| William Cobbett
Many of you will have heard of William Cobbett, the radical reformer
and commentator on rural affairs who championed traditional rural England
against changes wrought by the Industrial Revolution, but he also had a
strong connection with the village of Normandy.
He was born on 9th March 1763 in the inn in Bridge Square, Farnham,
Surrey, then called "The Jolly Farmer", where his father was
the publican. The inn has in recent times been renamed "The William
Cobbett" in his honour.
- William Cobbett
He had an adventurous life including service in the Army and being imprisoned
for sedition. He started his journalistic career in the United States attacking
various forms of corruption in high places. He returned home in 1800 and
founded "The Political Register" in 1802 where he continued his
attacks on corruption. He was forced to flee to the United States again
in 1817 but returned in 1819 to champion the rights of the working man
and in 1832 he was elected to Parliament.
His most famous work was "Rural Rides" which described the
state of English agriculture during a tour with his son Richard on horseback
of the whole country starting in 1821. The book is mainly about his journeys
in Southern England where he set off from his home in the then village
of Kensington and stayed with various friends and associates along the
way but he also undertook Northern, Eastern and Midland tours, a tour in
the West and a Progress in the North, this last starting in 1832. He hoped
to visit Scotland but was not able to because of his other commitments.
His association with Normandy commenced in 1831 when he took on the
lease of Normandy Farm which was then part of the Poyle Estate of the Woodroffe
family. The farmhouse was what is now the rear part of The Manor House
in Normandy Common Lane. The cross wing facing the road was built much
later after Cobbett's death. The site of the farmyard, which was then surrounded
by buildings, is now the main lawn of The Manor House. As well as the fields
immediately adjacent to the farmhouse the holding included a string of
fields bordering the east side of Glaziers Lane extending from the crossroads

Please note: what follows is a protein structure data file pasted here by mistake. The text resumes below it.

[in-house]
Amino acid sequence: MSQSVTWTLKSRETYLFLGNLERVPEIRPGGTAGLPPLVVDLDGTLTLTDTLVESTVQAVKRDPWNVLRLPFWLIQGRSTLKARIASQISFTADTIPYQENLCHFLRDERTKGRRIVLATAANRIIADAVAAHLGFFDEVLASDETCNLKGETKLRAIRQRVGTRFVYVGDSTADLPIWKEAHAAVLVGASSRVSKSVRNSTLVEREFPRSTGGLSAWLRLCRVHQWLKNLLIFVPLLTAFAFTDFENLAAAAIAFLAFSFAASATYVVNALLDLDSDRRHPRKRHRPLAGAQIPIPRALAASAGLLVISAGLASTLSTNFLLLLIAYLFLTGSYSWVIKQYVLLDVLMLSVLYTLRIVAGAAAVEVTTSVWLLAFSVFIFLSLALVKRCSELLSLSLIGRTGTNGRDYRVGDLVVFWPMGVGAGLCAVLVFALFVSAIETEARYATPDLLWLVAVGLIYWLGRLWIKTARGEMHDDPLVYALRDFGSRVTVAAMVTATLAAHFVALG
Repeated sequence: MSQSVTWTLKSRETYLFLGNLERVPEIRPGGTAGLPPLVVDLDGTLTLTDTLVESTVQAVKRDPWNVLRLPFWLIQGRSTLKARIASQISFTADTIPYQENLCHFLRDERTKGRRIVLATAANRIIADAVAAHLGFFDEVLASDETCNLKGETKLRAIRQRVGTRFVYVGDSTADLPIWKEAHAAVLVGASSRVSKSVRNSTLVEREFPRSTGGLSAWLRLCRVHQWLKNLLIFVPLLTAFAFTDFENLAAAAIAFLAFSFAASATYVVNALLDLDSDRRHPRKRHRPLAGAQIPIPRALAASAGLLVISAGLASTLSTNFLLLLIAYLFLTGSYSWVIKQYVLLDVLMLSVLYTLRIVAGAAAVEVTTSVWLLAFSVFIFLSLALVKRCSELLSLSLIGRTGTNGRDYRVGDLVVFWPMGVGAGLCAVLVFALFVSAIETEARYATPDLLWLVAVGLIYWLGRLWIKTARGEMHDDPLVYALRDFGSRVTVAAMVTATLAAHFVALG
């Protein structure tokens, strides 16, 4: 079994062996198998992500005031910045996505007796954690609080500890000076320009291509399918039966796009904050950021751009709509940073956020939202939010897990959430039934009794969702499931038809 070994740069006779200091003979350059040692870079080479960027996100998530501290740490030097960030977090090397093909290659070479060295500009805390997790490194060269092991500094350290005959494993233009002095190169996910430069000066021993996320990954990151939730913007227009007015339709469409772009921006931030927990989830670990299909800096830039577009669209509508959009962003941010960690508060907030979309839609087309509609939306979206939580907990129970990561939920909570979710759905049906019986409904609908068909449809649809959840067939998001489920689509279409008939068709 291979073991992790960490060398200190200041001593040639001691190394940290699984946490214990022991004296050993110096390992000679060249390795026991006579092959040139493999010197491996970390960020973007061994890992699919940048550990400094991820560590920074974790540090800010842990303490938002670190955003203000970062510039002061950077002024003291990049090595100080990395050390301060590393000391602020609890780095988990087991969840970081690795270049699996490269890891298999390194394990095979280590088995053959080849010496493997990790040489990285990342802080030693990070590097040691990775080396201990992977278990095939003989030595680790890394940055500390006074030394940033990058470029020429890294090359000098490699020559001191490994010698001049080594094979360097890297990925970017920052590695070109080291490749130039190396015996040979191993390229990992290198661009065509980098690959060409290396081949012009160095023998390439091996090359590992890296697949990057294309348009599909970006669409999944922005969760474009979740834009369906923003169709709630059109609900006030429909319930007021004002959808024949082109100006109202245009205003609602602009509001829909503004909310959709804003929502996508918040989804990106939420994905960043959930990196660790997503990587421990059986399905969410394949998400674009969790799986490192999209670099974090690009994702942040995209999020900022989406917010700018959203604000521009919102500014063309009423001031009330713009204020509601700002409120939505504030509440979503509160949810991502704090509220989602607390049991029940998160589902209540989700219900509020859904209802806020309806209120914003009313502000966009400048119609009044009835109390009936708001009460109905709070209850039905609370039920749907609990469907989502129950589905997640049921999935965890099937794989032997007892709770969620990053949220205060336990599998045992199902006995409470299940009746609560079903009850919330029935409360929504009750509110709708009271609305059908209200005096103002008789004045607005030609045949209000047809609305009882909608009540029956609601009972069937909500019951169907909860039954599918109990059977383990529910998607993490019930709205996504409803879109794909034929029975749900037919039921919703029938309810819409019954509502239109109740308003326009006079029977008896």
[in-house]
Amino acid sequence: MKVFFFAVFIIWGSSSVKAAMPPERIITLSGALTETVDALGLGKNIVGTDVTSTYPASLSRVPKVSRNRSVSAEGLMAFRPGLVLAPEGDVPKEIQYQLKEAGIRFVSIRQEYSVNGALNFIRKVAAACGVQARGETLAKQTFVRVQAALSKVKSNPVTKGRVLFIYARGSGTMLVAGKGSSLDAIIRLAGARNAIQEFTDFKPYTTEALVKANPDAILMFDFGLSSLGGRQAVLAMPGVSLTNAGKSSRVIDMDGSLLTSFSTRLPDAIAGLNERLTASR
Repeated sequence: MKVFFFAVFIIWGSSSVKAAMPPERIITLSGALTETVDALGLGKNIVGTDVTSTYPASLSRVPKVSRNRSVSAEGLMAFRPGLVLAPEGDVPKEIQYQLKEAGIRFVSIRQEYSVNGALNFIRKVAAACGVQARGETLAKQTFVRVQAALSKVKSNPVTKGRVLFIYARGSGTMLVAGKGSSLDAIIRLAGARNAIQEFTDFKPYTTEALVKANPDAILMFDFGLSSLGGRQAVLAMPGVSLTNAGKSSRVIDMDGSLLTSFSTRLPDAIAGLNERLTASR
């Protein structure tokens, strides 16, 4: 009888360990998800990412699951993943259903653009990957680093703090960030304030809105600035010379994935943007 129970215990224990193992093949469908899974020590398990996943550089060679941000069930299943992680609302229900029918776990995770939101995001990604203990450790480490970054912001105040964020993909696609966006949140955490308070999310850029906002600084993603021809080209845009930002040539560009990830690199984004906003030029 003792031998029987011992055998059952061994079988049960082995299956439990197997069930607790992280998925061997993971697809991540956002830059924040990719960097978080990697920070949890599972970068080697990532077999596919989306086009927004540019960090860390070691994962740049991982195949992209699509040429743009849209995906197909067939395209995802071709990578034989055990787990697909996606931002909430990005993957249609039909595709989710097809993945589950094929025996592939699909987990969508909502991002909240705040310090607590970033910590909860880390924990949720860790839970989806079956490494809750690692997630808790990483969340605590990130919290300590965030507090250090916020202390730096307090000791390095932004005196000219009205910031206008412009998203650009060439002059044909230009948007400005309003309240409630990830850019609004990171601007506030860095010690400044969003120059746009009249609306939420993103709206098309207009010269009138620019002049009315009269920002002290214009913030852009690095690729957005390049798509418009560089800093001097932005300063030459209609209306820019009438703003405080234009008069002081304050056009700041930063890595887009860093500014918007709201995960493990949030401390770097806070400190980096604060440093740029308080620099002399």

to beyond Glaziers House. All the frontage of this land is now completely
built up except for the area on either side of the stream which passes
under the road at its lowest point.
It is not known how successful he was in this venture but he had previously
farmed at Botley in Hampshire and was well acquainted with the practical
side of agriculture. However, he was in his sixties when he took on the
lease and in 1835 while out inspecting the property he collapsed and was
carried on a door into the farmhouse where he died. He is buried in a grave
near the north door of St. Andrew's Church in Farnham and there is a medallion
bust to him under a pointed canopy in the tower.
There is a poignant little tale of an exchange between him and James
Horne, his neighbour at Normandy Hill Farm who introduced Methodism to Normandy.
One day Horne was setting a hedge on his boundary and Cobbett said to him
"that's right Horne, build a hedge between you and the devil."
Cobbett was an unbeliever.
Cobbett was an admirer of Thomas Paine who wrote "The Rights of
Man" and he is said to have brought the bones of his hero back from
America and buried them somewhere on the farm but in spite of investigation
the only bones discovered were those of horses.
Incidentally, there is no connection between William Cobbett and Cobbetts
Hill in Normandy. The name of this area derives from land held by Walter
de Cobet in the l3th century.
William Cobbett the Poor Man's Friend by George Spater, CUP 1982.
Ash and Ash Vale by Sally Jenkinson, Phillimore 1990
In Search of Cobbett's Farm in Normandy by Pat Ashworth.
Cobbett's New Register 1992
The History of Normandy Farm, author unknown
Mrs Ann Messer
The William Cobbett Society
Surrey Domestic Buildings Research Group
- Wikipedia links
Books by William Cobbett
Rides by William Cobbett (1830) Project Gutenberg
to Young Men by William Cobbett (1829) Project Gutenberg
- Cottage Economy by William Cobbett (1829) Project Gutenberg